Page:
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Publication numberUS3320428 A
Publication typeGrant
Publication dateMay 16, 1967
Filing dateApr 15, 1964
Priority dateMay 6, 1963
Also published asDE1498604A1, DE1498604B2
Publication numberUS 3320428 A, US 3320428A, US-A-3320428, US3320428 A, US3320428A
InventorsAlan Wagstaffe, John Charnock David, Raymond Beynon Leslie
Original AssigneeBritish Petroleum Co
Export CitationBiBTeX, EndNote, RefMan
External Links: USPTO, USPTO Assignment, Espacenet
Photosensitive apparatus for detecting solid particles suspended in liquid
US 3320428 A
Abstract  available in
Images(2)
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Claims  available in
Description  (OCR text may contain errors)

y 1967 A WAGSTAFFE ETAL. 3,320,428

PHOTOSENSITIVE AP PARATUS FOR DETECTING SOLID PARTICLES SUSPENDED IN LIQUID Filed April 15, 1964 DISPERSER 2 Sheets-Sheet l .9 4 5 WVAPOUR JPARATO/P 9 INVENTORS I ALAN WAGSTAFFE DAVID JOHN CHARNOCK LESLIE RAYMOND BEYNON BY MORGAN, FINNEGAN, DURHAM 8a PINE ATTORNEYS 1967 A. WAGSTAFFE ETAL 3,320,428

PHOTOSENSITIVE APPARATUS FOR DETECTING SOLID PARTICLES SUSPENDED IN LIQUID Filed April 15, 1964 2 Sheets-Sheet 2 INVENTORS ALAN WAGSTAFFE DAVID JOHN CHARNOCK LESLIE RAYMOND BEYNON MORGAN, FINNEGAN, DURHAM 8| PINE ATTORNEYS United States Patent 3,320,428 PHOTOSENSITIVE APPARATUS FOR DETEfITING SOLID PARTICLES SUSPENDED IN LIQUID Alan Wagstaffe, David John Charnock, and Leslie Raymond Beynon, all of Sunbury-on-Thames, Middlesex, England, assignors to The British Petroleum Company Limited, London, England, a company of England Filed Apr. 15, 1964, Ser. No. 359,930 Claims priority, application Great Britain, May 6, 1963, 17,775/63 8 Claims. (Cl. 250218) This invention relates to the detection of solid particles suspended in liquid, particularly in liquid hydrocarbons, especially aviation fuels for example aviation kerosines.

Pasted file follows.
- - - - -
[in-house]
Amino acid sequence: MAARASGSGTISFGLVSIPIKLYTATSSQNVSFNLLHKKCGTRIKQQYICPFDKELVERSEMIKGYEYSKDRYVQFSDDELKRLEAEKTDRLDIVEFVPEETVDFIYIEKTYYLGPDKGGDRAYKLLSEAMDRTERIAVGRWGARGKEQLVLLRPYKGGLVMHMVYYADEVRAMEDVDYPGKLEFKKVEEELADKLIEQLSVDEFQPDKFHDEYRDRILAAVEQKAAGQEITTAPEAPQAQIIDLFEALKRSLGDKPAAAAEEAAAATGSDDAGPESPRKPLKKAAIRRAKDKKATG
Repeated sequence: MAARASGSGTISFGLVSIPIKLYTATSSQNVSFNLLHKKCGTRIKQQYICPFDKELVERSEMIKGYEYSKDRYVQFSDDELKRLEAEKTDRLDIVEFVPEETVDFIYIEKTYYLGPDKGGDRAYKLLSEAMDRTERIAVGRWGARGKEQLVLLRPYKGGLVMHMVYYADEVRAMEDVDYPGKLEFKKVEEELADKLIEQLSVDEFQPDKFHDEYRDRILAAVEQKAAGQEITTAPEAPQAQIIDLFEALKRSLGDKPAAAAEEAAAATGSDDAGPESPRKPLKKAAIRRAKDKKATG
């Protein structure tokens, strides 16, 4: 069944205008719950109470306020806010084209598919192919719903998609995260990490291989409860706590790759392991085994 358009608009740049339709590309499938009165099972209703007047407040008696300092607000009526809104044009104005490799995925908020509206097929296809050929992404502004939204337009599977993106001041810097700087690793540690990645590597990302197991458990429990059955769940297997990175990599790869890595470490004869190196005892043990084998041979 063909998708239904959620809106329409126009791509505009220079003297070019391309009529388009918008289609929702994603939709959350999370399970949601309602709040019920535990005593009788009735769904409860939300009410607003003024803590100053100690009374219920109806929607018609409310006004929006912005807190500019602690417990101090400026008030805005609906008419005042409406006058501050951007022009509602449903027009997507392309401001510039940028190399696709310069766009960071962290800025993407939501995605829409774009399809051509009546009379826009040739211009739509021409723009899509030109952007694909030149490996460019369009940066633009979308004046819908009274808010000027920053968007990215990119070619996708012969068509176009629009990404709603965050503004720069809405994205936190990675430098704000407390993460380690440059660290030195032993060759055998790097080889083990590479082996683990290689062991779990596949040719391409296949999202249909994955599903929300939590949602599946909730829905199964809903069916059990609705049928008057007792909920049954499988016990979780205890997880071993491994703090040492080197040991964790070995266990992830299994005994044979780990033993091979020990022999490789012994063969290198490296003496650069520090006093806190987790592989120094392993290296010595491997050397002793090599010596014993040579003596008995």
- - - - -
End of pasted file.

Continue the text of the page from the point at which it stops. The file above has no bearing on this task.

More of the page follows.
The objections to the presence of solid particles in aviation fuels are obvious and well known and it is desirable to test, continuously, fuel being loaded to aircraft for the presence of solid mate-rial.

According to the present invention an apparatus for detecting minor amounts of solid material suspended in a liquid comprises a line for the material to be tested leading through a light scattering enclosure, a source of light adapted to pass a beam of light through the scattering enclosure and means for measuring the light scattered in the enclosure, these means including at least three photo-electric cells attached to the light scattering enclosure but out of the direct path of the light beam.

The source of light is preferably arranged so as to provide a parallel beam of light in the light scattering enclosure. In this manner the direct incidence of light onto the photo-electric cells can be readily avoided.

In a method for detecting and measuring the presence of any solid contaminant in a liquid by the light scattering principle one major problem to be overcome is the inaccuracies caused by variations in the composition, and therefore the reflectivity, of the contaminant. In the apparatus of the present invention the photo-electric cells are arranged at suitable angles to the beam of light passing through the light-scattering enclosure so that by taking the ratio of the outputs of two of the cells, it is possible to compensate for the effect of changing reflectivity of solid contaminant on the output of the third photoelectric cell. This is possible because, in general, for a contaminant having a particular reflectivity, different amounts of light will be scattered at different angles in the scattering enclosure and the ratio of the amounts of light scattered at the two angles will be a function of the reflectivity.